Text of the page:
01.10.2012 Another Reminder on Change Orders: “Don’t Worry” About Payment for Extra Work Is Not Enforceable
The importance of following change order provisions in a construction contract was emphasized yet again in a recent federal court decision: Carolina Conduit Systems, Inc. v. MasTec North America, Inc.
In this case, Carolina Conduit, a subcontractor, sued the general contractor, MasTec, for the cost of installing additional flowable fill due to a change in the configuration of duct banks. Although the design documents called for the duct banks to be constructed in a vertical configuration, field conditions required that the duct banks be built in a horizontal configuration, necessitating additional flowable fill. Upon this discovery in December, 2008, Carolina Conduit’s president and project manager met with MasTec personnel, who informed Carolina Conduit “not to worry” about the additional fill and costs because plenty of funds were available. Carolina Conduit proceeded to work on the project throughout the following spring. In May, 2009, Carolina Conduit’s president again discussed the extra cost of the duct banks and MasTec’s vice president again advised “not to worry” and that Carolina Conduit would be compensated.
At the close of the project, MasTec refused to pay Carolina Conduit for the extra flowable fill. After suit was filed, MasTec requested the court to grant it summary judgment and dismiss the claim for extra flowable fill. MasTec asserted, among other things, that the parties’ contract contained a provision governing changes to the scope of work: “any additional work outside the original scope of work shall be handled through a change order specifying pricing and/or Unit prices approved by [the Owner].”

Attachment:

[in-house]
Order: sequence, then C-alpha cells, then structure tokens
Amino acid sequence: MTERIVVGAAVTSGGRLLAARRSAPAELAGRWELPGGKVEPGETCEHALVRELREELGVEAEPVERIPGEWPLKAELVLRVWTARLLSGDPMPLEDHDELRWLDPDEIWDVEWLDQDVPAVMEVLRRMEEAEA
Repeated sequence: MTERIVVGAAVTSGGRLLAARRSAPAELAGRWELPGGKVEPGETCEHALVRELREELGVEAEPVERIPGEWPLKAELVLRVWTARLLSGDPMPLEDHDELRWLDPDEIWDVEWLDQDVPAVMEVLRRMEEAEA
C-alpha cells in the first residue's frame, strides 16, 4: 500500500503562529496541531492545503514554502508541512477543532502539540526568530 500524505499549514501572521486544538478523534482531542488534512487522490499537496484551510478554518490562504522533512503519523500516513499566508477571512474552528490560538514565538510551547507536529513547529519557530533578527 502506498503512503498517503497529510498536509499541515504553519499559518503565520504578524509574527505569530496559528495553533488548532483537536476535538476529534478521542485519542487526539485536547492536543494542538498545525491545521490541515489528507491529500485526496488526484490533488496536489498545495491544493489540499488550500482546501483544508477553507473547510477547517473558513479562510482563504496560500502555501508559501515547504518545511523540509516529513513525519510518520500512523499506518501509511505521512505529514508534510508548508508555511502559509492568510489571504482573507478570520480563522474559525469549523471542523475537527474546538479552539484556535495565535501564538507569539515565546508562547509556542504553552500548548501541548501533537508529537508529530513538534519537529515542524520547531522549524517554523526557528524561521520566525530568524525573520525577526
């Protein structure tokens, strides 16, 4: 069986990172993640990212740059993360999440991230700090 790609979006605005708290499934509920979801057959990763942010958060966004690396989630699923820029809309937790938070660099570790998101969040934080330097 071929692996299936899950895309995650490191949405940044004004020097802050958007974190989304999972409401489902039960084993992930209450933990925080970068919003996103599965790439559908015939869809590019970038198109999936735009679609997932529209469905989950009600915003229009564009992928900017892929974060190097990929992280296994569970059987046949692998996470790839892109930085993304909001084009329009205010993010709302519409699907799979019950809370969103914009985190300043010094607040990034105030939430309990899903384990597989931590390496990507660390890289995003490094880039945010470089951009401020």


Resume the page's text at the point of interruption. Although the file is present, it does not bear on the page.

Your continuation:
In opposing summary judgment, Carolina Conduit argued that the contract’s requirements were ambiguous, and that the parties had modified the contract, either by oral agreement or in their course of dealing.
The court ruled in MasTec’s favor while succinctly stating Virginia law applicable to change order provisions:
Virginia law provides that contractual provisions containing written change order requirements are binding upon the parties to the contract . . . . Contractual provisions requiring written change order requirements maintain order and predictability in the construction business, and are meant to avoid subsequent disagreement and prevent controversy . . . . For this reason, where there is a method under the contract by which a party can insure the recovery of the cost of extra work, that party is not entitled to recovery where it fails to follow that method.
The court held that since Carolina Conduit failed to follow the change order provision, it could not recover any excess cost. The court rejected the argument that the design was ambiguous, again noting that regardless of that assertion, Carolina Conduit did not follow the change order provision.
The court also quickly disposed of Carolina Conduit’s argument that the parties had modified the change order provision. The court determined that MasTec’s statements “not to worry” about additional cost were not sufficient to prove that MasTec had waived the change order requirements. The court also noted that Carolina Conduit submitted multiple change orders during and after the close of the project on other issues which contradicted the argument that the parties had waived the change order provision. Finally, the court noted that Carolina Conduit could point to no instance where MasTec ignored the change order provision; hence, there was no evidence of course of dealing indicating a modification to the change order requirements.
This case marks the second time in a year that a federal court applying Virginia law has ruled against a subcontractor who failed to follow a contract’s change order provision. See Artistic Stone Crafters v. Safeco Ins. Co., see also WM Construction Alert, 10/13/2010, “Stone Crafters, Inc. v. Safeco Insurance: A Reminder of the Importance of Lien Waivers and Change Order Provisions.” View Williams Mullen Alert
General contractors and subcontractors alike must regularly and systematically follow their contract procedures for obtaining change orders and, in the event change orders are refused, must strictly follow the contract’s provisions for preserving and making claims.
For more information about this topic, please contact the author or any member of the Williams Mullen Construction Team.
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